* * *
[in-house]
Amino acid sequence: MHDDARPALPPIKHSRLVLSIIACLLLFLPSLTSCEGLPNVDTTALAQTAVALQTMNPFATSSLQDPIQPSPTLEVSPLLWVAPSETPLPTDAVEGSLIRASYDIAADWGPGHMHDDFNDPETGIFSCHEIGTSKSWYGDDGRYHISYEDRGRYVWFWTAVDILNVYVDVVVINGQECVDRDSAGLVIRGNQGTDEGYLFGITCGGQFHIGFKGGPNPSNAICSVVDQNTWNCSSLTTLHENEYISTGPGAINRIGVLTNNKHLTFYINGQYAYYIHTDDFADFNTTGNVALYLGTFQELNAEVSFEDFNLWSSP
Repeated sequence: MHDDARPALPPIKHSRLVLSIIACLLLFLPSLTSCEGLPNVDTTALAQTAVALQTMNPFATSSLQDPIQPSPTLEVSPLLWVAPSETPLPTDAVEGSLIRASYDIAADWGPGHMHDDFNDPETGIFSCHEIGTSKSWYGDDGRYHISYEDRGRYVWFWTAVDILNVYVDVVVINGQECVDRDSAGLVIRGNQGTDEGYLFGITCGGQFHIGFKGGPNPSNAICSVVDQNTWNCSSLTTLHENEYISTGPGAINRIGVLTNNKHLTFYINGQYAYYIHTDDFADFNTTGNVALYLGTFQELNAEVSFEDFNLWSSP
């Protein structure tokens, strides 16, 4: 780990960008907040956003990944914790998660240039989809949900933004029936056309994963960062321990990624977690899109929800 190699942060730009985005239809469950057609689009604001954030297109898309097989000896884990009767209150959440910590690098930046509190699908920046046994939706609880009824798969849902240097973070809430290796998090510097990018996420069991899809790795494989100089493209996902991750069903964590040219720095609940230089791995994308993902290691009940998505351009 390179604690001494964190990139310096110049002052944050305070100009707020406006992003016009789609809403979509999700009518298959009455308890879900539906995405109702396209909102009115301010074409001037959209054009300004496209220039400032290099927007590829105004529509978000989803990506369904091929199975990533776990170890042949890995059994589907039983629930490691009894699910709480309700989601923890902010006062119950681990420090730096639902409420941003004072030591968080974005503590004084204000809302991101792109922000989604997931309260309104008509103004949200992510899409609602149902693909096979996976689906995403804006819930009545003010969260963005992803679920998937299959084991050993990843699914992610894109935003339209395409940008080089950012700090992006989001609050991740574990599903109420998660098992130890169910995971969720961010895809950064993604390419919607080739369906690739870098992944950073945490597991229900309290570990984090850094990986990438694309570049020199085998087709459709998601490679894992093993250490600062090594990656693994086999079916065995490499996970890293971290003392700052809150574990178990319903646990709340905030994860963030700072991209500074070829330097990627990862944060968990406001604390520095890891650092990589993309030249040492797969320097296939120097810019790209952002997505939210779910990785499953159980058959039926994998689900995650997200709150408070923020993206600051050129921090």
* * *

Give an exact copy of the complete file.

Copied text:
[in-house]
Amino acid sequence: MHDDARPALPPIKHSRLVLSIIACLLLFLPSLTSCEGLPNVDTTALAQTAVALQTMNPFATSSLQDPIQPSPTLEVSPLLWVAPSETPLPTDAVEGSLIRASYDIAADWGPGHMHDDFNDPETGIFSCHEIGTSKSWYGDDGRYHISYEDRGRYVWFWTAVDILNVYVDVVVINGQECVDRDSAGLVIRGNQGTDEGYLFGITCGGQFHIGFKGGPNPSNAICSVVDQNTWNCSSLTTLHENEYISTGPGAINRIGVLTNNKHLTFYINGQYAYYIHTDDFADFNTTGNVALYLGTFQELNAEVSFEDFNLWSSP
Repeated sequence: MHDDARPALPPIKHSRLVLSIIACLLLFLPSLTSCEGLPNVDTTALAQTAVALQTMNPFATSSLQDPIQPSPTLEVSPLLWVAPSETPLPTDAVEGSLIRASYDIAADWGPGHMHDDFNDPETGIFSCHEIGTSKSWYGDDGRYHISYEDRGRYVWFWTAVDILNVYVDVVVINGQECVDRDSAGLVIRGNQGTDEGYLFGITCGGQFHIGFKGGPNPSNAICSVVDQNTWNCSSLTTLHENEYISTGPGAINRIGVLTNNKHLTFYINGQYAYYIHTDDFADFNTTGNVALYLGTFQELNAEVSFEDFNLWSSP
């Protein structure tokens, strides 16, 4: 780990960008907040956003990944914790998660240039989809949900933004029936056309994963960062321990990624977690899109929800 190699942060730009985005239809469950057609689009604001954030297109898309097989000896884990009767209150959440910590690098930046509190699908920046046994939706609880009824798969849902240097973070809430290796998090510097990018996420069991899809790795494989100089493209996902991750069903964590040219720095609940230089791995994308993902290691009940998505351009 390179604690001494964190990139310096110049002052944050305070100009707020406006992003016009789609809403979509999700009518298959009455308890879900539906995405109702396209909102009115301010074409001037959209054009300004496209220039400032290099927007590829105004529509978000989803990506369904091929199975990533776990170890042949890995059994589907039983629930490691009894699910709480309700989601923890902010006062119950681990420090730096639902409420941003004072030591968080974005503590004084204000809302991101792109922000989604997931309260309104008509103004949200992510899409609602149902693909096979996976689906995403804006819930009545003010969260963005992803679920998937299959084991050993990843699914992610894109935003339209395409940008080089950012700090992006989001609050991740574990599903109420998660098992130890169910995971969720961010895809950064993604390419919607080739369906690739870098992944950073945490597991229900309290570990984090850094990986990438694309570049020199085998087709459709998601490679894992093993250490600062090594990656693994086999079916065995490499996970890293971290003392700052809150574990178990319903646990709340905030994860963030700072991209500074070829330097990627990862944060968990406001604390520095890891650092990589993309030249040492797969320097296939120097810019790209952002997505939210779910990785499953159980058959039926994998689900995650997200709150408070923020993206600051050129921090």